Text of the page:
Recruiting for Diversity

The phrase ‘creating a diverse & inclusive workplace’ is a critical HR movement, and talent acquisition managers globally have been tasked to increase workplace diversity.

‘A diverse and inclusive workplace’ is more than just a buzzword to weave into a company’s recruitment marketing materials – it’s a top-line business strategy, and only when the entire c-suite is engaged will a company’s D&I practices thrive.

To truly achieve a diverse workplace, companies must plan what cultural and policy changes they need to make to attract diverse candidates, what tactics to employ to reach a broader range of candidates, and have a structured recruitment process free from biases.

Furthermore, the organisation’s culture must accept diversity by promoting a culture of tolerance and creating conflict management strategies to address issues.

So, what is a diverse & inclusive workplace?

Diversity in the workplace is about recognising, respecting, and valuing differences based on gender, age, ethnicity, race, religion, disability, culture, and sexual orientation, as well as individual characteristics and experiences, such as marital and parental status, life experience, educational background, and geographic location.

An inclusive workplace occurs when people feel valued and respected, regardless of these diverse characteristics. Companies have both moral and business reasons to achieve greater diversity in the workplace.

D&I leads to higher productivity

Morally, most agree it’s well past the time that we appreciate diversity. In addition, studies have shown that diverse teams are more effective and productive:

  • When Deloitte Australia modelled the relationship between diversity and inclusion and business performance, they identified an ‘uplift’ of 80% when both conditions were high.
  • McKinsey Institute research findings revealed that gender-diverse companies are 15% more likely to outperform their peers, and ethnically-diverse companies are 35% more likely to do the same.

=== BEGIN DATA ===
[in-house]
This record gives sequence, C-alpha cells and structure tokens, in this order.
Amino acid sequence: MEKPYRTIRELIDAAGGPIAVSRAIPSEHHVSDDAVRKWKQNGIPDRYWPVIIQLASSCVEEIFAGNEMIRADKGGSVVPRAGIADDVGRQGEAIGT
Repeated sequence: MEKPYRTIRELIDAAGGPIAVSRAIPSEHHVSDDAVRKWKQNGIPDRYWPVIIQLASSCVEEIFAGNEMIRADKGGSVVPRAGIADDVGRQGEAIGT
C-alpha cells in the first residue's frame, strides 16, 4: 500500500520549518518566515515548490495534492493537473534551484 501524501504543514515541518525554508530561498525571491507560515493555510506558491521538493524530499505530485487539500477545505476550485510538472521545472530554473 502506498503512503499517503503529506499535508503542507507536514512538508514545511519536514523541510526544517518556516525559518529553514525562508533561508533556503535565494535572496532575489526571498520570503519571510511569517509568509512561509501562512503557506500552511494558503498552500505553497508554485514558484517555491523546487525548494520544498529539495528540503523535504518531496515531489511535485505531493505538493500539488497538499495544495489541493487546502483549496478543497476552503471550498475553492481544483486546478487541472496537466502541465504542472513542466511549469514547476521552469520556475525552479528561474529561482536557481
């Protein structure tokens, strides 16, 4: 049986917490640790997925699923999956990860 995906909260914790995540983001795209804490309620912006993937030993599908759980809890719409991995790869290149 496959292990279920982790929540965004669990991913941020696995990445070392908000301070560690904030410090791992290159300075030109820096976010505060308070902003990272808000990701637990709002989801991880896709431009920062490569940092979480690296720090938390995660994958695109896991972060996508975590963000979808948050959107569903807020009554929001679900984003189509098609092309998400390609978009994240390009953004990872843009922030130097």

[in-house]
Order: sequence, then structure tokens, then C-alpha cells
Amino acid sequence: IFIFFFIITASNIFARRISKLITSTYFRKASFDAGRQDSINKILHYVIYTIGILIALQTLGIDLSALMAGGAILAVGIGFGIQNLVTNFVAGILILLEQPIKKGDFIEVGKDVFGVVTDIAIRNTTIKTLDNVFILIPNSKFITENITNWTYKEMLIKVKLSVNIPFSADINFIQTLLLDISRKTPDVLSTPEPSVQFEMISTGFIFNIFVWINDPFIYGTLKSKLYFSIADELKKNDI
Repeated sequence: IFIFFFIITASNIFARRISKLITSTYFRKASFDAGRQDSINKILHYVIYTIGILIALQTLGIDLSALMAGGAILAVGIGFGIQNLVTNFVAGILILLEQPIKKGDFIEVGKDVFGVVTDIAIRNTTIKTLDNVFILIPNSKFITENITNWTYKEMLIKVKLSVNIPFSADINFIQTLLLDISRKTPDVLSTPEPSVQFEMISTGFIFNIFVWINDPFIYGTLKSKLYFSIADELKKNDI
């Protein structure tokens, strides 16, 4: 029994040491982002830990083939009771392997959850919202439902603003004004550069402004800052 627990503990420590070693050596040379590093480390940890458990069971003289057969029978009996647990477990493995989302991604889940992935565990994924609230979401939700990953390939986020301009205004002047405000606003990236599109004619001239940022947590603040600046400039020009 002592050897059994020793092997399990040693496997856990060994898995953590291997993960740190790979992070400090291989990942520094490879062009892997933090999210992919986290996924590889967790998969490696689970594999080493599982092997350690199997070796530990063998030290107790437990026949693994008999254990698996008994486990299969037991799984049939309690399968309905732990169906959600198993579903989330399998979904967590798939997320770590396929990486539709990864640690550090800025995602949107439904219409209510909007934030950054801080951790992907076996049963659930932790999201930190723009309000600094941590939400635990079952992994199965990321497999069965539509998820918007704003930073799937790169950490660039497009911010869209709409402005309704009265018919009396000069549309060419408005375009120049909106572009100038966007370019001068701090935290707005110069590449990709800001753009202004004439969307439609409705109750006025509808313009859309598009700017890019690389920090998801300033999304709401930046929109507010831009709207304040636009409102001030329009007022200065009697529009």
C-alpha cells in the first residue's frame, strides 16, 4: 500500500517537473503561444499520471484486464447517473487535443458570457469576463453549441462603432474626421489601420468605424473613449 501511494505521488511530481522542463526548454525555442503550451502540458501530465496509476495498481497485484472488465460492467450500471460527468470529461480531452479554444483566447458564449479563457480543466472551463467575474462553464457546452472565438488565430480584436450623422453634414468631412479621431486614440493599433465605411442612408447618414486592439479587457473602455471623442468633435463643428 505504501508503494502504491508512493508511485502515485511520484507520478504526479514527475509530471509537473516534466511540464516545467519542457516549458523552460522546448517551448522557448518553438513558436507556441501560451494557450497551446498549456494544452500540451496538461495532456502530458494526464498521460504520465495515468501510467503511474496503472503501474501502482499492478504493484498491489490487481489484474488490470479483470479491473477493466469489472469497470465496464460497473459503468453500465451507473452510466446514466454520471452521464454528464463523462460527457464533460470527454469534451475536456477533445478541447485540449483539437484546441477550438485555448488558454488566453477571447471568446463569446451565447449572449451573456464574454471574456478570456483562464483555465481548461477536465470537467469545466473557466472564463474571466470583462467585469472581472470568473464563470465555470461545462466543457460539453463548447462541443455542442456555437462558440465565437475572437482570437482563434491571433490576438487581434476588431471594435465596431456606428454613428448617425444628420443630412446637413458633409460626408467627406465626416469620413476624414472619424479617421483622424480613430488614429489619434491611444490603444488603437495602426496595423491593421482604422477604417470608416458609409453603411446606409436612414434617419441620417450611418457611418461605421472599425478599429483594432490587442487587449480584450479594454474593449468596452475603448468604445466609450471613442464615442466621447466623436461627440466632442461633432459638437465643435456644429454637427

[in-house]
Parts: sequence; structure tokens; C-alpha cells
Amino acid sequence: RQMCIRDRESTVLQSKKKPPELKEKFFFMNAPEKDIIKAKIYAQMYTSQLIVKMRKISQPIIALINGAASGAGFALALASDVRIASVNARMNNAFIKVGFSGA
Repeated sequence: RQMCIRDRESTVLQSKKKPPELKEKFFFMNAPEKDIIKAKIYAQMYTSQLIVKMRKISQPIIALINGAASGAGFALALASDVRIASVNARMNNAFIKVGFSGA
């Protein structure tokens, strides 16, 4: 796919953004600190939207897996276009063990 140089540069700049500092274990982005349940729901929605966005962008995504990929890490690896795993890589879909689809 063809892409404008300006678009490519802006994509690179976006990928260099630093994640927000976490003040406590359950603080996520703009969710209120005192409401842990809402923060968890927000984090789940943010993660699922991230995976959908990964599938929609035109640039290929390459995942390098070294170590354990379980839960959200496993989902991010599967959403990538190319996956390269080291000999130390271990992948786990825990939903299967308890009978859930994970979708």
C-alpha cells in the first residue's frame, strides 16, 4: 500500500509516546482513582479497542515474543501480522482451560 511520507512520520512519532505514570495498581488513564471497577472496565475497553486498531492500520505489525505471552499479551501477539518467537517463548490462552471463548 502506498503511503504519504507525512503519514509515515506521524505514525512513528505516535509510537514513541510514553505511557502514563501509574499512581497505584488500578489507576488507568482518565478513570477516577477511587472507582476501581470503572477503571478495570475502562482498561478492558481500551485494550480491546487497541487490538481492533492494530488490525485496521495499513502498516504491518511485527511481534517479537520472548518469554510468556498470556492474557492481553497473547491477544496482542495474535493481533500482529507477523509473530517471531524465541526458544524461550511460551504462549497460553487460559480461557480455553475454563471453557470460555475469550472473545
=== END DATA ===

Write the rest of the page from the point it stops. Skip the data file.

• Forbes surveyed and interviewed more than 450 global companies over two years and found diverse companies are 1.7 times more likely to be innovation leaders and 1.8 times more likely to be change-ready.

Achieving D&I

While the argument for building a diverse workforce is stronger than ever, building one remains a challenge for business leaders. Many companies are divided internally on what brand and cultural elements appeal to diverse teams. Hence, it often takes work to get ‘buy-in’ for a comprehensive approach.

Furthermore, creating an inclusive culture requires another level of effort that might not be getting the investment it deserves. For example, diverse groups tend to engage in more rigorous decision-making by considering differing perspectives, leading to more objective decisions and fewer mistakes.

However, it can be a more complex and slower social process—something many companies aren’t prepared to incorporate.Companies also tend to focus on activities such as hiring quotas and mentoring programs to demonstrate a commitment to change, instead of focusing on performance as they would with any other business strategy.

Recruiting for diversity

Diversity recruiting still aims to find the best possible candidate based on merit. The difference is it’s structured to give all applicants, regardless of background, an equal opportunity.

Six ways to attract diverse candidates

Choose your words carefully

Think about how your organisation writes job descriptions. Ensure the language does not imply that you are looking for a candidate from a particular background. Gender-coded language can signal that a role or workplace is better suited to one gender, putting people off applying for a position. For example, a male-dominated company may advertise in its search for someone to ‘analyse markets to determine appropriate price points.’